UNL hosts African students in State Dept. program

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Craig Chandler | University Communications
Elizabeth Theiss-Morse greets a group of students from Africa before lecturing on "Why National Identity Matters in American Politics." At right is Patrice McMahon, academic director of the SUSI Institute and associate professor of political science.

Twenty of the best and brightest African college students are making UNL their home base this month as part of a U.S. State Department program on civic engagement.

In their first few days on campus, they’ve attended lectures on U.S. history, political science, government and community service.

But before any of that, the students and their peer mentors went shopping. Warm-weather gear had to be purchased for the visitors, who are accustomed to more mild weather — though not all of them minded.

“Cold weather?” Emoline S. of Angola said. “It’s nice. I don’t like tropical weather.”

The last names of the participants are not disclosed per State Department policy.

During the Institute, the African visitors, will interact with Lincoln leaders and state lawmakers and complete community service projects with partnering organizations. The students are from Zimbabwe, Mozambique, Angola and South Africa and were chosen to participate in the United States Institute on Civic Engagement by their respective embassies.

Events began Jan. 12 with an orientation, formal welcome reception and dinner.

Leading the program from UNL’s end are Patrice McMahon, associate professor of political science and director of global engagement; Linda Major, assistant to the vice chancellor for student affairs; and Damien Pfister, assistant professor of communication studies. Many UNL faculty are also helping with the program by giving lectures, providing guidance and serving as chauffeurs.

On Feb. 5, the students will depart for Tuscaloosa, Ala., to tour sites important to the Civil Rights movement and help complete a house with Habitat for Humanity.

“We’ll build a house all together, with no experience,” Emoline said. “We’ll just be there, doing that with love.”

Then, the students will attend a briefing in Washington, D.C., where they are also scheduled to meet with U.S. lawmakers. Some are hoping to meet President Barack Obama. Terency S. of Zimbabwe said he would be very excited if he were to meet the president.

“He is the first black president and he is a lovable man,” he said. “And I very much respect him.”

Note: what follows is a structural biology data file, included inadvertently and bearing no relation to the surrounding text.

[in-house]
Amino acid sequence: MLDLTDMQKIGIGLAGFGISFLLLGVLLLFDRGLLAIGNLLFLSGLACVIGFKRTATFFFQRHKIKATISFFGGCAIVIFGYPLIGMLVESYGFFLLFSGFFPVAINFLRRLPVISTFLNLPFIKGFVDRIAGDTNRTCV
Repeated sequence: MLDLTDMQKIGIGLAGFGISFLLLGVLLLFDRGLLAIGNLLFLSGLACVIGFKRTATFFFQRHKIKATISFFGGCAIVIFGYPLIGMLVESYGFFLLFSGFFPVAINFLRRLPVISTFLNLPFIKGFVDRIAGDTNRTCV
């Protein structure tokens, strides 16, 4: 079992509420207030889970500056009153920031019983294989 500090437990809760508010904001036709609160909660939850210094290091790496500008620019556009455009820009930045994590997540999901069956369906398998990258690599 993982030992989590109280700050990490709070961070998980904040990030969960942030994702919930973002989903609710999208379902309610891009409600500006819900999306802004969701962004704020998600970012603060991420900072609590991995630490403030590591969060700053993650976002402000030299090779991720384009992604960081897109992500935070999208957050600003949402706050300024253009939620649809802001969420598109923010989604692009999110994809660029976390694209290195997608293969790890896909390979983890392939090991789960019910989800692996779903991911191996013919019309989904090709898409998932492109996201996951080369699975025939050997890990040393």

As they settled in at UNL, the students seemed in awe of their American surroundings and counterparts and were ready to see and experience all that campus has to offer.

“Being in America where you know people are living their dreams is quite an experience,” Terency said.

Terency said he is hoping to make connections with the American students, as well as learn more about the other African countries represented in the institute.

The American peer mentors are playing an important role in the institute, McMahon said. The Study of the U.S. Institutes serve as an exchange program, so UNL was selected based on its willingness to pair the visiting students with UNL students so that they could share ideas and experiences.

Participating UNL students said being a peer mentor is a chance to broaden their knowledge and develop friendships with students living half a world away.

“Cultural exchanges are extremely important and we all have a lot to learn from one another and should be open to as many of these types of opportunities as possible,” Margo Berends, a UNL senior from Aurora, Colo., said.

Hosting an institute like this not only provides opportunities like these for students like Berends, but is also a good recruiting tool for UNL, organizers said. It promotes the university to an international market and demonstrates, through its selection as a host institution, that UNL is a top university.

The Study of the U.S. Institutes are designed and funded by the U.S. Department of State’s Bureau of Educational and Cultural Affairs. Participants are among more than 50,000 people participating in U.S. Department of State exchange programs each year.

For more than 60 years, the bureau has funded and supported programs that seek to promote mutual understanding between the people of the United States and the people of other countries. More information about this and other exchange programs is available at http://exchanges.state.gov.

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